• Kamila Zahradnickova

Online Participant, Silent Participant

Online participants become passive participants. Classic techniques lose their power very quickly. You want to make sure you know how to play this online game before you invite your clients to a co-creation workshop. My tip? A new course from This is Service Design Doing will help you to avoid all the pitfalls.



Ever tried to run a service design workshop online? Mine started with a well-meant thought: now since we are all working remotely, I could organize a remote workshop. How foolish of me. Online participants behave very differently from what I have experienced in live workshops.


What are we talking about here? Service design = design thinking, innovation, experience design, customer-centered approach, UX, product design. All the same for now.

Whatever you call it. As long as you constantly improve what you offer, and you base these improvements on the specific needs of your customers in real (not assumed) life, you belong here. You might also invite other people to help you get ideas or understand the problems. And when you invite them to a virtual meeting room, things can get messy very quickly.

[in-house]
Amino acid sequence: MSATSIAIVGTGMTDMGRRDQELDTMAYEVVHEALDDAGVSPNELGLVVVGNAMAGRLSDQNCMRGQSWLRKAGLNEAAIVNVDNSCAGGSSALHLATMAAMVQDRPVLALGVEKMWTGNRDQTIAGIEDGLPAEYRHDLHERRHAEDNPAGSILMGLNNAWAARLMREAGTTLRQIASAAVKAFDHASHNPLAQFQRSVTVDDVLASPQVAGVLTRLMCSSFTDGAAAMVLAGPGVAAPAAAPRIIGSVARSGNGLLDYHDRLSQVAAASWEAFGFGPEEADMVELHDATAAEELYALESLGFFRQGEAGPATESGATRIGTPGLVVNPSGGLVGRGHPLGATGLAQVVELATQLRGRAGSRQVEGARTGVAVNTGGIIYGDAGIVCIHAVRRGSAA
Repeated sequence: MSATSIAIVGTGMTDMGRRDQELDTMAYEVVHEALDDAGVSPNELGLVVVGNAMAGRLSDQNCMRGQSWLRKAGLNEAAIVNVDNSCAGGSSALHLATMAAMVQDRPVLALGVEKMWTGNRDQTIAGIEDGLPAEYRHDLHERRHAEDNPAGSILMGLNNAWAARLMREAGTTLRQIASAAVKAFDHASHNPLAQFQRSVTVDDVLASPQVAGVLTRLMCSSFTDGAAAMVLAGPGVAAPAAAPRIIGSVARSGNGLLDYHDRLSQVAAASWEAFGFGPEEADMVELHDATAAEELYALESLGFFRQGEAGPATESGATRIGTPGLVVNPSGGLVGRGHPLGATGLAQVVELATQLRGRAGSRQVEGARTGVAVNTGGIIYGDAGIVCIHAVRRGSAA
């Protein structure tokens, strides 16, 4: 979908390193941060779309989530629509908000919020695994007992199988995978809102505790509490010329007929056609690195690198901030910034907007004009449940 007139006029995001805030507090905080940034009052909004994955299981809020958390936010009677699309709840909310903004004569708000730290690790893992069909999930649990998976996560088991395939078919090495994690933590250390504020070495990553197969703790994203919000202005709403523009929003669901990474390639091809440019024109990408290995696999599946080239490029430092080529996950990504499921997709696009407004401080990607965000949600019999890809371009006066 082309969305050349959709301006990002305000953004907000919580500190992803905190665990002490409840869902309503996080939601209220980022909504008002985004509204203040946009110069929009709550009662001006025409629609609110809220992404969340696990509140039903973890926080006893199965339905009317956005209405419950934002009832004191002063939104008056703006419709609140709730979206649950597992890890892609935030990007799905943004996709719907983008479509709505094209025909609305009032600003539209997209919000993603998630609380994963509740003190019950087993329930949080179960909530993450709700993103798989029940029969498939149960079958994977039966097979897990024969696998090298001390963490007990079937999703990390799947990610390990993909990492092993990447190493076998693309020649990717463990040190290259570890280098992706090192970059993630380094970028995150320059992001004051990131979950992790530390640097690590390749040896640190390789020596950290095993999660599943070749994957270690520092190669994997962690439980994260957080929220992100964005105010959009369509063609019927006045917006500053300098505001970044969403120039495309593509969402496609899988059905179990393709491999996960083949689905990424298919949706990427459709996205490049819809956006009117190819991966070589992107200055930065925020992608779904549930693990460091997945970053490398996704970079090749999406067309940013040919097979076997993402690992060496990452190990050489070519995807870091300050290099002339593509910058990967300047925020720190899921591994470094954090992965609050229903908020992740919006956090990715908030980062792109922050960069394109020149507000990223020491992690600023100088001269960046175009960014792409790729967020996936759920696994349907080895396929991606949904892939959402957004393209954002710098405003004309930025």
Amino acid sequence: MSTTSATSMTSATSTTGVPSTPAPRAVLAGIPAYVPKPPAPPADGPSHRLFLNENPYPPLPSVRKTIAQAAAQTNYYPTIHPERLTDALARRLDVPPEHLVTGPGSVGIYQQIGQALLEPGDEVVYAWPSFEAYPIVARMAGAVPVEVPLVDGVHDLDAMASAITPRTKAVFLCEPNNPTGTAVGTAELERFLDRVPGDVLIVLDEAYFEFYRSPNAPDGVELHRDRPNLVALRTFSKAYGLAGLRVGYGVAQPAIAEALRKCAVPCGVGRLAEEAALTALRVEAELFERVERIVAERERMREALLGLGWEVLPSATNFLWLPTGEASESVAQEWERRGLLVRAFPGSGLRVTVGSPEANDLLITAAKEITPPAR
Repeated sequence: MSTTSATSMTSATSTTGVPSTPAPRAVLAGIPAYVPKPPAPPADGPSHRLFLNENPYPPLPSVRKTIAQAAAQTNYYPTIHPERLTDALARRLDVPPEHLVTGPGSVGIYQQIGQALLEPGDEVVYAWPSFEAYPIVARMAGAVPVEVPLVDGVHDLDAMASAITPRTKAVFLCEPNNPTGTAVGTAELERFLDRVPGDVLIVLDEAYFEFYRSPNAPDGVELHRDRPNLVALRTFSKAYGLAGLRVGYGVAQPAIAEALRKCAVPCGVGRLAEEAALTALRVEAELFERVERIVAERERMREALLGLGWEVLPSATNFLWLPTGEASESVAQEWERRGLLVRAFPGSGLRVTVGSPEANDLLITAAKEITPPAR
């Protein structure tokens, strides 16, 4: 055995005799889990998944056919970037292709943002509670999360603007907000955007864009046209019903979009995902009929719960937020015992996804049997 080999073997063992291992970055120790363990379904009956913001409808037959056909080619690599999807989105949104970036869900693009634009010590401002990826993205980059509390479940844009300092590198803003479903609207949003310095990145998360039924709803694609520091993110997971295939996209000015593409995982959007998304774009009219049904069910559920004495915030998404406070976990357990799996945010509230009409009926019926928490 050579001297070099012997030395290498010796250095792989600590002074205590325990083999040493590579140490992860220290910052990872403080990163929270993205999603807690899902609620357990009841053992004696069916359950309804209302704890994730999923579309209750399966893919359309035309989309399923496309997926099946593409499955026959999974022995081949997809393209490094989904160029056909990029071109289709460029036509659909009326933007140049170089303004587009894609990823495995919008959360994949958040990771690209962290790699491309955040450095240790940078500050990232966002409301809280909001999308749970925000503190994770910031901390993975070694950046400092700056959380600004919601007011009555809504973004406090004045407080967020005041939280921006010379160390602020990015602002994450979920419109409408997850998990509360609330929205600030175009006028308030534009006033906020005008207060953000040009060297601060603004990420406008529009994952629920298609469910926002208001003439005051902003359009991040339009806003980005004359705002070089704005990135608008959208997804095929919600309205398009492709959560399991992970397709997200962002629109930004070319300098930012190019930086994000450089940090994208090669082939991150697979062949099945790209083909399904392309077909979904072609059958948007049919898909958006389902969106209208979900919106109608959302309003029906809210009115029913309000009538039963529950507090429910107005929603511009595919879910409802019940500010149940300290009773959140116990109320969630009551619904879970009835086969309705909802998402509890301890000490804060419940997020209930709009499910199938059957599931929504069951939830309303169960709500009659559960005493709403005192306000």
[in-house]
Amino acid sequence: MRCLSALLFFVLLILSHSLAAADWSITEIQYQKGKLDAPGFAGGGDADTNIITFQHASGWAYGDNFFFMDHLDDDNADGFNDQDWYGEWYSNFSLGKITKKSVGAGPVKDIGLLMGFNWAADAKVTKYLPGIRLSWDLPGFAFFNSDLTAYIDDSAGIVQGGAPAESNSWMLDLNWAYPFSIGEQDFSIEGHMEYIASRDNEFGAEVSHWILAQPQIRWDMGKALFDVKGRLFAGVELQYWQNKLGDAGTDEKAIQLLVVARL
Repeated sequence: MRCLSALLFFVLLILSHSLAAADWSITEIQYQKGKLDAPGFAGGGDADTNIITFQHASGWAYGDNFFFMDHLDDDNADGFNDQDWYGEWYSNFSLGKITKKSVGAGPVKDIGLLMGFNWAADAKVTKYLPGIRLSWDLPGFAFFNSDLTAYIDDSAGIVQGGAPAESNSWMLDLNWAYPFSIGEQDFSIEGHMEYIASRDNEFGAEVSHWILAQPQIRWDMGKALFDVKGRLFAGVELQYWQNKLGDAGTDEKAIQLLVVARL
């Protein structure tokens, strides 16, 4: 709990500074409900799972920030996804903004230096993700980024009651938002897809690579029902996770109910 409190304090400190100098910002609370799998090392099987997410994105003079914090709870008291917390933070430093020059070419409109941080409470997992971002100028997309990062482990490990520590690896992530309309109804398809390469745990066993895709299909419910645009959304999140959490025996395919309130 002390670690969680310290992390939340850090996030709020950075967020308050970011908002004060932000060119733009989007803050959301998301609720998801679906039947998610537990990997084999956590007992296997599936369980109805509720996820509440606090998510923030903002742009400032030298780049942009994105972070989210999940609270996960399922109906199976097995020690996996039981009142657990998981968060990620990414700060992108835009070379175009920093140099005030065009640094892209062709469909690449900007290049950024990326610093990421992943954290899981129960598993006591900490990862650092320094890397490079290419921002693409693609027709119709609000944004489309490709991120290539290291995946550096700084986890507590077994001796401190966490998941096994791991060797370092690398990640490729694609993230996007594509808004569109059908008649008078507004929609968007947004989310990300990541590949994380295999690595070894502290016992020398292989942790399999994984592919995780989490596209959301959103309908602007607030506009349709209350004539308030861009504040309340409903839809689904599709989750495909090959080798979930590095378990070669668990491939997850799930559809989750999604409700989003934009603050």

You might be familiar with the Zoom fatigue. Long story short, the way you run your face-to-face meetings becomes unbearable in the online world. It just works differently: people get tired, distracted, and disengaged very soon. Online participants often become passive participants. Classic techniques don´t work anymore. The same applies to service design: you want to make sure you know how to play this online game before you invite your clients for a co-creation workshop.